The Company uses foreign currency and interest rate derivatives to manage the foreign exchange and interest rate risks related to its debt and other U.S. dollar-denominated transactions, and to manage the foreign exchange rate exposures of the Alberta System and Foothills operations. Certain of the realized gains and losses on these derivatives are deferred as regulatory assets and liabilities until they are recovered from or paid to the shippers in accordance with the terms of the shipping agreements.
TransCanada has floating interest rate debt which subjects it to interest rate cash flow risk. The Company uses a combination of interest rate swaps and options to manage its exposure to this risk.
Net Investment in Self-Sustaining Foreign Operations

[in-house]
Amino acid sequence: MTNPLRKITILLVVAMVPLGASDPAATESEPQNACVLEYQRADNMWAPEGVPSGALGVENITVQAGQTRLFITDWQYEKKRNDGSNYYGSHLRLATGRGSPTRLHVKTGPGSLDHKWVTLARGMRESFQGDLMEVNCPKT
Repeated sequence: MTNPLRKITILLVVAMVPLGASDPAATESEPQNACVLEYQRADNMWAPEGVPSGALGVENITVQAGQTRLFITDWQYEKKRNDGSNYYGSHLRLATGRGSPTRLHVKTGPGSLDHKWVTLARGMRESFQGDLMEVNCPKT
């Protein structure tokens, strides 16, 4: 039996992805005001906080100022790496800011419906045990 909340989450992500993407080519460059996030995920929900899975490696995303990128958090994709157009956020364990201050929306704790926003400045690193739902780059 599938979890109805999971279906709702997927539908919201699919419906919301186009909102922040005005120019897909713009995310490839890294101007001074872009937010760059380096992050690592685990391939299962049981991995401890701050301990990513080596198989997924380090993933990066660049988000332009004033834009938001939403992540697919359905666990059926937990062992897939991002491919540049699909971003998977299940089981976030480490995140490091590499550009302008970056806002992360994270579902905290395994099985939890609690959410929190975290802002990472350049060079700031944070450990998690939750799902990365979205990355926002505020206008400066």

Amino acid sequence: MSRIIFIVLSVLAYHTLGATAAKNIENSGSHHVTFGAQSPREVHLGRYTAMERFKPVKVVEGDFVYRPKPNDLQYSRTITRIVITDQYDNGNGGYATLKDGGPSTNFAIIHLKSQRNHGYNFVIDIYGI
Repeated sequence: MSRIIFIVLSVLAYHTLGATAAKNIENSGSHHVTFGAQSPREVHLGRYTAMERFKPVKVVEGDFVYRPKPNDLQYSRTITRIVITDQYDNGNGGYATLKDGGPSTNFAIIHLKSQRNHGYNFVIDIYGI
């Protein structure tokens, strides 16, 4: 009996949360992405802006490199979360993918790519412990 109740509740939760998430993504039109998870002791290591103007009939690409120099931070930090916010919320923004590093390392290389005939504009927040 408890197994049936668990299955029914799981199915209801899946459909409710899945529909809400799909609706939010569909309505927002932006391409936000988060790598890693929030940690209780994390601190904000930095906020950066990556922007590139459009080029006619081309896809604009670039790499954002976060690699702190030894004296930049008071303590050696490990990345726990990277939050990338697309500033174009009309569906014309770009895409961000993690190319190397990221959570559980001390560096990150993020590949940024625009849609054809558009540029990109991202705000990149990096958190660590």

The Company hedges its net investment in self-sustaining foreign operations (on an after-tax basis) with U.S. dollar-denominated debt, cross-currency interest rate swaps, forward foreign exchange contracts and foreign exchange options. At December 31, 2011, the Company had designated as a net investment hedge U.S. dollar-denominated debt with a carrying value of $10 billion (US$9.8 billion) (2010 – $9.8 billion (US$9.8 billion)) and a fair value of $12.7 billion (US$12.5 billion) (2010 – $11.3 billion (US$11.4 billion)). At December 31, 2011, $79 million (December 31, 2010 – nil) was included in Other Current Assets, $66 million (December 31, 2010 – $181 million) was included in Intangibles and Other Assets, $15 million (December 31, 2010 – nil) was included in Accounts Payable, and $41 million (December 31, 2010 – nil) was included in Deferred Amounts for the fair value of the forwards and swaps used to hedge the Company's net U.S. dollar investment in foreign operations.